Shell script fails: Syntax error: "(" unexpected

I am trying to write a script to copy some files and I get the error:

Shell script fails: Syntax error: "(" unexpected ...

I am using both the special characters ( and the ) and the [ and the ] so how do you copy a file from one drive to another with shell script?

(This command works from a command line but not from a shell script)


cp -R "/mnt/sdb2/_BurnVideos/MyGreatestMovie(1984) [DVD].mp4"  /mnt/sda2/Movies

For what it's worth this script worked fine for me:

cp -R "/root/test [298](rge).txt" /tmp/test2

What is the filesystem in both sda2 and sdb2?

Going from NTFS to EXT4

Actually that line is 10 lines down into the script and the script gets the error that this issue is on line 10 but apparently the error keeps anything from happening.

No-one can help you until you share the entire script: the problem can on one line, but the shell interpreter would companion about a command many lines below.

1 Like

It’s just a long list of videos to copy from one drive to the other. The need for it came up when I was already two hours into a singly line directory to directory bulk copy and I had a failure and I didn’t want to start over again. So I decided to creat a script by doing a LS of the two directories to see what had not been copied from a previous PuTTY lock-up and to keep me from having to start from scratch . I found some other special characters in the script and removed them but then it started telling me the directory names I specified were not valid directories, so I decided that 6 hours into a simply copy process was long enough to try to recover from a bulk copy command tha failed.

So I started reading and I discovered the –u option of the cp command which says update, so this way I can start a bulk copy going again and know I’m not starting from scratch and this also prevents from having to do hours of syntax study trying to figure out some quirk of Linux which makes what looks like a simple script file fail. I started the command cp -R -u /mnt/sdb2/_BurnVideos/* /mnt/sda2/Movies and at last it seems to have picked up where the previous copy failed. So I am going to leave it at that. (All the little cookbooks online are great except they never seem to cover what to do if your files and directories are full of spaces and funny characters.)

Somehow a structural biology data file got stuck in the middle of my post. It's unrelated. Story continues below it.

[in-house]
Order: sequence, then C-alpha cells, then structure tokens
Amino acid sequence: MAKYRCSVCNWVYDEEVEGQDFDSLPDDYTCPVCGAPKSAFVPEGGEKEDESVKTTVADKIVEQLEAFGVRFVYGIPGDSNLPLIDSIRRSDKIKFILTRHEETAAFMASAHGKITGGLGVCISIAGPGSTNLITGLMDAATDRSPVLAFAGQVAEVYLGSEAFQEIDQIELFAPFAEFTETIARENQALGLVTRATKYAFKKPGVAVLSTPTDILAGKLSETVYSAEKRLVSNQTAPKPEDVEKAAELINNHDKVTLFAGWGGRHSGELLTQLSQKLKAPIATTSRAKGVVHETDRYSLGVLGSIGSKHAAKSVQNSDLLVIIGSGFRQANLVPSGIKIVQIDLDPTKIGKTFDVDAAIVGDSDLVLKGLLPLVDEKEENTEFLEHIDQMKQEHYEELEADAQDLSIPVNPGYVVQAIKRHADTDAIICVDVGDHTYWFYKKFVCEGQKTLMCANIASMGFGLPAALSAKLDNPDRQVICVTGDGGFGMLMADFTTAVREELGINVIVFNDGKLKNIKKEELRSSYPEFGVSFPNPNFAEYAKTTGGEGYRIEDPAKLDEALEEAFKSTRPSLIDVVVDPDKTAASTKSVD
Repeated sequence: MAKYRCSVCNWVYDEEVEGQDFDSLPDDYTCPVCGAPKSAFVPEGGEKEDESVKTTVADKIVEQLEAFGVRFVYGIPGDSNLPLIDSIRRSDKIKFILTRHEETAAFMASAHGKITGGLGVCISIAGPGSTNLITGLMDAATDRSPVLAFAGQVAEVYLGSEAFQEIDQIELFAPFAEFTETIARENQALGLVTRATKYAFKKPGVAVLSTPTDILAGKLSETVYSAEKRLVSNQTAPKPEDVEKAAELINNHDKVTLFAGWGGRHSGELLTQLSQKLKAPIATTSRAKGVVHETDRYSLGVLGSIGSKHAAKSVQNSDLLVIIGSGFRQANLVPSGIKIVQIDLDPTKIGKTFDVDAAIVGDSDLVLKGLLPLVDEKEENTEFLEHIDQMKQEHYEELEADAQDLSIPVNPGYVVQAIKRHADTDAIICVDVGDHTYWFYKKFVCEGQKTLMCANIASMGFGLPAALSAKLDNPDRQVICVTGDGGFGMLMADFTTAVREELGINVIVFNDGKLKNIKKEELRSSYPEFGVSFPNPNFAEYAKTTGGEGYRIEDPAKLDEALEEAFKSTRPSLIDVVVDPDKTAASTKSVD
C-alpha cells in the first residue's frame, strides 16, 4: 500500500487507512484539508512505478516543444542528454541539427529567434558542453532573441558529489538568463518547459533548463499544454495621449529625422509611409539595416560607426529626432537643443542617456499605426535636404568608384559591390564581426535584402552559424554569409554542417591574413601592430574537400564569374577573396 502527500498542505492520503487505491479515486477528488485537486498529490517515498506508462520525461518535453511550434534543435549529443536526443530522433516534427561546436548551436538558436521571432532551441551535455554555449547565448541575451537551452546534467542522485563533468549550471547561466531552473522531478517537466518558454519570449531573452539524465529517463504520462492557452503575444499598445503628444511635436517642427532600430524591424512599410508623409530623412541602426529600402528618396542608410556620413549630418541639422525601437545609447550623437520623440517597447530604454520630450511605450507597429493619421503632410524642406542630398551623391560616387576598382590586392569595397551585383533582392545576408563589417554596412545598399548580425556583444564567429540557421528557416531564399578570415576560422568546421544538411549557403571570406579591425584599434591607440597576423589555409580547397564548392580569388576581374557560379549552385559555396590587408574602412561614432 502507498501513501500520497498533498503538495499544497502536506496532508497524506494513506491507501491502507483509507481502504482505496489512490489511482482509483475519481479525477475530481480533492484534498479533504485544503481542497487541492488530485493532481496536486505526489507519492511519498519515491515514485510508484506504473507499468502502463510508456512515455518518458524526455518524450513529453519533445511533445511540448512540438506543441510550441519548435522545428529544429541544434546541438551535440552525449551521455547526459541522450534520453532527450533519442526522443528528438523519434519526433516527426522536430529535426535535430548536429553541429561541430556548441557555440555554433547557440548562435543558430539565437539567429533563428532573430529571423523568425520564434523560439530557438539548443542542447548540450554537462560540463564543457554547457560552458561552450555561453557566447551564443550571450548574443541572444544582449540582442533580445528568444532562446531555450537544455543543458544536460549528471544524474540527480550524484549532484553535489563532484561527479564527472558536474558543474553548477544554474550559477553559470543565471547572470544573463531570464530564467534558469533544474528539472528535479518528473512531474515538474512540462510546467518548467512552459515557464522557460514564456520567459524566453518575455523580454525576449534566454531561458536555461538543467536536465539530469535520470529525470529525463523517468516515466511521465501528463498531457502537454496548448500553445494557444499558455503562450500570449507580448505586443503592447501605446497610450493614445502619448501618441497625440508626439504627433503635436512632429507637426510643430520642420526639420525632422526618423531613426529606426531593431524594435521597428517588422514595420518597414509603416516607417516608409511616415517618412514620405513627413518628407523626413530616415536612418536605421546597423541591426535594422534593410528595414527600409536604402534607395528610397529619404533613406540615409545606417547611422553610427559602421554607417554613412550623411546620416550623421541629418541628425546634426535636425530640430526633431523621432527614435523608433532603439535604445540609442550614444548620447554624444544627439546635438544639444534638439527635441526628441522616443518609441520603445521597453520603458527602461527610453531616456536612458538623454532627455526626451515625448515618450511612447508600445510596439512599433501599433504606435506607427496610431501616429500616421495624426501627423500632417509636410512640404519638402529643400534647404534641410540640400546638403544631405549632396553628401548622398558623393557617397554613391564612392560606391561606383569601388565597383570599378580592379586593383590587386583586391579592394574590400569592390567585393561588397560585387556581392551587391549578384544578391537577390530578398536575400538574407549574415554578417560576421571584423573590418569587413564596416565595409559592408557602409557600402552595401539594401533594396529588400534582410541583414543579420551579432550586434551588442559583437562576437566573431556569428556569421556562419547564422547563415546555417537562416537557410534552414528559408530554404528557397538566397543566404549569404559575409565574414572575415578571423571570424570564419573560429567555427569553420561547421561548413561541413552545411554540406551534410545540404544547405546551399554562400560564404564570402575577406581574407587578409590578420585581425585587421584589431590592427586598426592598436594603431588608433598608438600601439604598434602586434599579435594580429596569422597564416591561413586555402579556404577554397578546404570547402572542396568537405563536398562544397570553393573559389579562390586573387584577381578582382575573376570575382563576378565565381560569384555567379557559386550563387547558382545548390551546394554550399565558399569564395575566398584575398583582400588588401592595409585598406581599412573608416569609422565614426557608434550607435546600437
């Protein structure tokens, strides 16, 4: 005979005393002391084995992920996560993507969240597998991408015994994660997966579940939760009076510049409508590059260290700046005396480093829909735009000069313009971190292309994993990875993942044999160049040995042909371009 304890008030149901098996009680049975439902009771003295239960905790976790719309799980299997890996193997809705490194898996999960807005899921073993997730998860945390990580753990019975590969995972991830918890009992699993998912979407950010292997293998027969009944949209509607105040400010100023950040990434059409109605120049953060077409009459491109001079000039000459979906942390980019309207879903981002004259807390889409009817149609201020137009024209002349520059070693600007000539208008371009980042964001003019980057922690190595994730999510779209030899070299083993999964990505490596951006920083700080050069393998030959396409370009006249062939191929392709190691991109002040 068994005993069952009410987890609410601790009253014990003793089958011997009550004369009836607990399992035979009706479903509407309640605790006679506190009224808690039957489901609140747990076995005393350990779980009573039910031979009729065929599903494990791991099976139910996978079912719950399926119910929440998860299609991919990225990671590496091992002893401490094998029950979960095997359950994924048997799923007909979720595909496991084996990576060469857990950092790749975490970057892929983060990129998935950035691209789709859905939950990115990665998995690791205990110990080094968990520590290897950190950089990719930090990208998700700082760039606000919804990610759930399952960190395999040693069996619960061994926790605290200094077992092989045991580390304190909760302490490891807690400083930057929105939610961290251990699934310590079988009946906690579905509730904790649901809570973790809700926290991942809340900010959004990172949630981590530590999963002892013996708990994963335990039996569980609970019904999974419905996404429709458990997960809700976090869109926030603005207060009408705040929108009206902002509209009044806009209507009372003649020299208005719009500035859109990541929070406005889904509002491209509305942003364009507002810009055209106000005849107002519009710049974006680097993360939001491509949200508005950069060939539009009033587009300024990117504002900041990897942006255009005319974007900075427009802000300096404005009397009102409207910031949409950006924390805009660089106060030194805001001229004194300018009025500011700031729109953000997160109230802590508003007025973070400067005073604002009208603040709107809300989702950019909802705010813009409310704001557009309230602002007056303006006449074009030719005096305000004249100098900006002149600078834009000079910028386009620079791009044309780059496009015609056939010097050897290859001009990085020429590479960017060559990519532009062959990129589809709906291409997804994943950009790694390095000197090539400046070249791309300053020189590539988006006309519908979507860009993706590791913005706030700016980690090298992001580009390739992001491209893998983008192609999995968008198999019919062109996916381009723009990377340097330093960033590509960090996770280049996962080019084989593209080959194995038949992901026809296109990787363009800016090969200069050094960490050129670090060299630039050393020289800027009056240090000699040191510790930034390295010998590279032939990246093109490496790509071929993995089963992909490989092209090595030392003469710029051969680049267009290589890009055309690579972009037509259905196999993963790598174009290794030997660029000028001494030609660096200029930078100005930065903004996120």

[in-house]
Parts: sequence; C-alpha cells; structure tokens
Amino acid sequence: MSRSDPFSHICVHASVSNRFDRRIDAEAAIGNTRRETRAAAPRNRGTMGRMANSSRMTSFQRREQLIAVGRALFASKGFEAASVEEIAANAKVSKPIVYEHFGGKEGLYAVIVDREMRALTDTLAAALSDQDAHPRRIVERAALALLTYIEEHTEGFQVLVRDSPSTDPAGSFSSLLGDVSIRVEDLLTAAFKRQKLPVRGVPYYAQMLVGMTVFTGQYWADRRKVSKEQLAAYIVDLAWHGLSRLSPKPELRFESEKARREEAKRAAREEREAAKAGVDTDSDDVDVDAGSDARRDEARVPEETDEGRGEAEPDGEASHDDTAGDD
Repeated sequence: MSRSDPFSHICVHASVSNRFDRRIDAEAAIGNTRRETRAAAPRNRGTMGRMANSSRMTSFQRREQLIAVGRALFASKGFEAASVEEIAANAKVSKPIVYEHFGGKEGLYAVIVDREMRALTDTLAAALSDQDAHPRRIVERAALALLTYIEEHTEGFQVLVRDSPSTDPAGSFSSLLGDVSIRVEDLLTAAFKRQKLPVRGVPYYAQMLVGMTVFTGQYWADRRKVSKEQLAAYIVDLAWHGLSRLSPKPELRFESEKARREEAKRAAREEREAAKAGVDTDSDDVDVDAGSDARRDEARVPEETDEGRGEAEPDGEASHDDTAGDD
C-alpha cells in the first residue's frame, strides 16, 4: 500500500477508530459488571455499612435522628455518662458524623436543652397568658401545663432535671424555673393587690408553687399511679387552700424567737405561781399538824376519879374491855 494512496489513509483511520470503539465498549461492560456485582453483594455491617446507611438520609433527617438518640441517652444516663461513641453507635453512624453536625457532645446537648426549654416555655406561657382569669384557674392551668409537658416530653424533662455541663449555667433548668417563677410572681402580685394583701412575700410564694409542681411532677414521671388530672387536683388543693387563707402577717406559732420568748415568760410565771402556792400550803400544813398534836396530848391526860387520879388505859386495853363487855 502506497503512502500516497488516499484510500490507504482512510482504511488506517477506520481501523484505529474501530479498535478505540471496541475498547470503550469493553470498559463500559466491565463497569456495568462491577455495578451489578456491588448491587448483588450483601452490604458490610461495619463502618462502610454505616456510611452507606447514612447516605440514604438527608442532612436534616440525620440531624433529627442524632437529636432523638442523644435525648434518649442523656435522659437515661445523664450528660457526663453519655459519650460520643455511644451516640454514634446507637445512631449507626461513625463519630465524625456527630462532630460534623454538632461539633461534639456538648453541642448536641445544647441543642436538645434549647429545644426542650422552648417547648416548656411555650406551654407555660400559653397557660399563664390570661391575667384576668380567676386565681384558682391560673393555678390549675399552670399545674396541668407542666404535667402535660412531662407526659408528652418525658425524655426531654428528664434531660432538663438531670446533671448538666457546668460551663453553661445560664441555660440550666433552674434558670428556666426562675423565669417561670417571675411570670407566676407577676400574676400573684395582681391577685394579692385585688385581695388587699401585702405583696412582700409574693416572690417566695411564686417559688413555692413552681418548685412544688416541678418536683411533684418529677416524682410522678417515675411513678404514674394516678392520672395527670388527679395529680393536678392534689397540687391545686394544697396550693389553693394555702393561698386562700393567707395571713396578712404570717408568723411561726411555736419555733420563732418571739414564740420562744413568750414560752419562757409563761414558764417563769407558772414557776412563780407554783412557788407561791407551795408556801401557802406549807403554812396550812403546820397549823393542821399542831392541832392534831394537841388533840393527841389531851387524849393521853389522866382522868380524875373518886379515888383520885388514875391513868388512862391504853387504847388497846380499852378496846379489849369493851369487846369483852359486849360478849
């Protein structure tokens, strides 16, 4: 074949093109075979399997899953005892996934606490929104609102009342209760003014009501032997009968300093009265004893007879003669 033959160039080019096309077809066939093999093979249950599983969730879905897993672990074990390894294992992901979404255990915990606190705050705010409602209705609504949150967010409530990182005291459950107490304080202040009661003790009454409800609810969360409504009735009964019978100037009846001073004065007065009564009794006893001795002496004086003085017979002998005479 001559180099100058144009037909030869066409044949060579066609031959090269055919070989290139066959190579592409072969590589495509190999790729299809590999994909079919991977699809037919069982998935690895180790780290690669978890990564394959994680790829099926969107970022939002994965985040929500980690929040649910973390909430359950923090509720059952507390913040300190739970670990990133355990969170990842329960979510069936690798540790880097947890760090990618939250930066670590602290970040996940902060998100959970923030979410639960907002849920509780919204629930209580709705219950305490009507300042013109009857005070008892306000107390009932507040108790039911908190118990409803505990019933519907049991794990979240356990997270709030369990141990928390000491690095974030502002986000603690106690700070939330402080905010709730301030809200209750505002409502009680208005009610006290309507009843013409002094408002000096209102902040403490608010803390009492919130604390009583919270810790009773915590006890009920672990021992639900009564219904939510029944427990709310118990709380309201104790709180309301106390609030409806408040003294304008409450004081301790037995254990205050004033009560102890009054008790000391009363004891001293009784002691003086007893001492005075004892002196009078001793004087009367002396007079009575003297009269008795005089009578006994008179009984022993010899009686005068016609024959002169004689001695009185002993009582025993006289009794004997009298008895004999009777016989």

But I do thank everyone for their help.

Use escape character \

I will try that, thank you.

I just hit another problem but luckily after a few hours it dawned on me what was going on. Using the standard "cp -u source destination" command to copy a batch of video files from a USB drive to the espressobin built-in SATA controller and a drive connected to it, I finally got all the files copied from the USB to the permanent drive with this latest iteration by skipping using a script and just doing a global copy with the update or -u option. Now the problem showed up. With a Windows 7 machine, I could view any video that was on the SATA controller permanent drive, both the old ones and the new ones I had copied could be managed equally. However on an Android TV appliance with Kodi, I could view the old movies but not the new movies. What I found was the cp (copy) routine copied all the files and directories to the existing drive with a permission of 500. When I changed the permission to 755 (the permission that was assigned to new files via the Windows Samba4 share then all of a sudden the android based kodi app would play all files.

So the short story to be discovered here is, apparently file permissions are not adhered to (honored) on a Windows client access of a Samba(4) share on the Linux OpenVPN image. They file permission is honored, however, when the share is accessed from an android device. Nice to know for future bulk copiers moving or copying files from a NTFS to EXTx partition - always check your file permissions after copying (in this case the files were copied from a NTFS USB device to a EXT4 SATA connected internal device and defaulted to 500 while the files copied with Windows system has defaulted to 755)..

Alternatively, instead of quoting your path with double quotes, use single quotes. Anything surrounded in single quotes is not interpreted by the shell and is passed "as-is".



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